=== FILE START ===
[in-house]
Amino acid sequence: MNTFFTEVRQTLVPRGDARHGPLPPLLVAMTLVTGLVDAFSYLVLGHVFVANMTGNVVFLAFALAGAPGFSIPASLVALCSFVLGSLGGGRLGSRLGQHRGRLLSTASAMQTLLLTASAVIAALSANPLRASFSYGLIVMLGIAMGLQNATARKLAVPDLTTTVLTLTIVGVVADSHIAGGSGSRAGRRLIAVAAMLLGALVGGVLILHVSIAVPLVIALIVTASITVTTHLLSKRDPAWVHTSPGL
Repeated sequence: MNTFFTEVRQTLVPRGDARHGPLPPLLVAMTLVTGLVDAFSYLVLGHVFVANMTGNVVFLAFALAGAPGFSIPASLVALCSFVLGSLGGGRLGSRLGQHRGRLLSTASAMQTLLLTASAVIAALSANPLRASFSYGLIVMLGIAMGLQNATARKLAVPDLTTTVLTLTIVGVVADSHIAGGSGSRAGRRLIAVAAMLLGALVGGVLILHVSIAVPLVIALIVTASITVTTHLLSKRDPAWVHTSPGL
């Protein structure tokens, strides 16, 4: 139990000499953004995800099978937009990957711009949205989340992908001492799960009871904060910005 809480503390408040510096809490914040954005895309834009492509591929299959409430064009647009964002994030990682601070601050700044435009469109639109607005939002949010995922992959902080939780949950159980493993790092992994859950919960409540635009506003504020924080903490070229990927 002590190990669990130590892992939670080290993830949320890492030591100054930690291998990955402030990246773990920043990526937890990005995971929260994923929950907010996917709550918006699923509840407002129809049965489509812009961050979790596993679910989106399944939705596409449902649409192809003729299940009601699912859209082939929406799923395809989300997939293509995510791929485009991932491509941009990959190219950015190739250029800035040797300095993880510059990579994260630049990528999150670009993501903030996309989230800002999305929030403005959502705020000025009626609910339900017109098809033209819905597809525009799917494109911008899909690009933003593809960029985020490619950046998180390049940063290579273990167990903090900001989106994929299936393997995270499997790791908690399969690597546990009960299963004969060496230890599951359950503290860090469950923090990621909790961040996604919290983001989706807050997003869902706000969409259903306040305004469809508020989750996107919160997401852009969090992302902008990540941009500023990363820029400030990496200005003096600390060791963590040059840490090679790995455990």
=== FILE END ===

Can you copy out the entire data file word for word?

[in-house]
Amino acid sequence: MNTFFTEVRQTLVPRGDARHGPLPPLLVAMTLVTGLVDAFSYLVLGHVFVANMTGNVVFLAFALAGAPGFSIPASLVALCSFVLGSLGGGRLGSRLGQHRGRLLSTASAMQTLLLTASAVIAALSANPLRASFSYGLIVMLGIAMGLQNATARKLAVPDLTTTVLTLTIVGVVADSHIAGGSGSRAGRRLIAVAAMLLGALVGGVLILHVSIAVPLVIALIVTASITVTTHLLSKRDPAWVHTSPGL
Repeated sequence: MNTFFTEVRQTLVPRGDARHGPLPPLLVAMTLVTGLVDAFSYLVLGHVFVANMTGNVVFLAFALAGAPGFSIPASLVALCSFVLGSLGGGRLGSRLGQHRGRLLSTASAMQTLLLTASAVIAALSANPLRASFSYGLIVMLGIAMGLQNATARKLAVPDLTTTVLTLTIVGVVADSHIAGGSGSRAGRRLIAVAAMLLGALVGGVLILHVSIAVPLVIALIVTASITVTTHLLSKRDPAWVHTSPGL
């Protein structure tokens, strides 16, 4: 139990000499953004995800099978937009990957711009949205989340992908001492799960009871904060910005 809480503390408040510096809490914040954005895309834009492509591929299959409430064009647009964002994030990682601070601050700044435009469109639109607005939002949010995922992959902080939780949950159980493993790092992994859950919960409540635009506003504020924080903490070229990927 002590190990669990130590892992939670080290993830949320890492030591100054930690291998990955402030990246773990920043990526937890990005995971929260994923929950907010996917709550918006699923509840407002129809049965489509812009961050979790596993679910989106399944939705596409449902649409192809003729299940009601699912859209082939929406799923395809989300997939293509995510791929485009991932491509941009990959190219950015190739250029800035040797300095993880510059990579994260630049990528999150670009993501903030996309989230800002999305929030403005959502705020000025009626609910339900017109098809033209819905597809525009799917494109911008899909690009933003593809960029985020490619950046998180390049940063290579273990167990903090900001989106994929299936393997995270499997790791908690399969690597546990009960299963004969060496230890599951359950503290860090469950923090990621909790961040996604919290983001989706807050997003869902706000969409259903306040305004469809508020989750996107919160997401852009969090992302902008990540941009500023990363820029400030990496200005003096600390060791963590040059840490090679790995455990």